FIRST PERSON - Alex Magno - The Philippine Star

In the new economy we anticipate after this pandemic exhausts itself, digital communications will play a central role. All production processes will be redefined by the advantages of digitalization.

The country’s digital backbone used to be among the weakest among emerging economies. Over the past year, however, as we battled the virus, we also improved our digital infrastructure.

We are not the best by any measure. But we are certainly not the worst.

In its latest report, Ookla (the global reference for mobile and broadband network intelligence) ranks the Philippines 65th out of 180 countries for fixed broadband speeds and 77th out of 137 countries in mobile.

That might still appear middling. But consider where we were just months ago. Last November, the Philippines ranked 103rd for fixed broadband and 110th for mobile globally. We have taken a major leap in less than a year.

Out of 50 Asian countries, the Philippines’ internet speed is now placed at 17th for fixed broadband and 23rd for mobile. In the 46 countries of the Asia-Pacific, the Philippines now ranks 14th for fixed broadband and 12th for mobile. Among the 10 countries of the ASEAN, we now rank 5th in both fixed broadband and mobile.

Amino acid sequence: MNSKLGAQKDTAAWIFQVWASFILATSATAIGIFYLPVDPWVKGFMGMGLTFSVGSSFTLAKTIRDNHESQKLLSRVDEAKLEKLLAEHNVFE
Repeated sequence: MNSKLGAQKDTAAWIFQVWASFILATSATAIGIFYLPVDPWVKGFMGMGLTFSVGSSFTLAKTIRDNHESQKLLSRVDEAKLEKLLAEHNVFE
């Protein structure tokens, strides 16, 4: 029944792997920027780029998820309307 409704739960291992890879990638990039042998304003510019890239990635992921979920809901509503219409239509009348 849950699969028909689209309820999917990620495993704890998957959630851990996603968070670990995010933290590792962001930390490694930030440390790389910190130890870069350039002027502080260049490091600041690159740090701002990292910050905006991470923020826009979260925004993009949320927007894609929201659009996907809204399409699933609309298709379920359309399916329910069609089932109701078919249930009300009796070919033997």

According to Ookla, the country’s fixed broadband download speed improved by 642.50 percent since the Duterte administration took over in July 2016. Over the same period, mobile speed improved by 329.70 percent. We will have to call the improvement spectacular.

This great leap forward is explained by a combination of policy reforms and administrative initiatives pursued by the Duterte administration.

The most visible of these is President Duterte’s determination to break the duopoly in telecommunications by encouraging the entry of a third major player. DITO, the third player, has commenced commercial operations.

By way of a joint memorandum circular, the DITC, the DILG, the ARTA and other agencies helped fast-track the telco infrastructure rollout. The telcos welcomed the DPWH initiative to allow them a portion of government’s right-of-way to ensure internet connectivity throughout the archipelago.

President Duterte ordered the local governments to act expeditiously on the permits required to roll out telco infrastructure. The NTC reports that in 2019, 1,636 permits were issued by LGUs. In 2020, 6,451 permits were issued. In the first four months of 2021, 2,789 permits were granted.

In 2019, telcos built a total of 1,746 towers. In 2020, 4,337 towers were built, representing a 148 percent increase. In the first trimester of 2021, 1,672 more towers were built.

In 2019, we only had 384,341 cable-kilometers of fiber network. In 2020, we increased this to 726,705. By April 2021, this increased further to 846,323.

Reflecting the improved communications infrastructure, internet usage jumped by 500 percent during the period of the pandemic. In the first trimester of this year, nearly 100 percent of taxpayers paid online.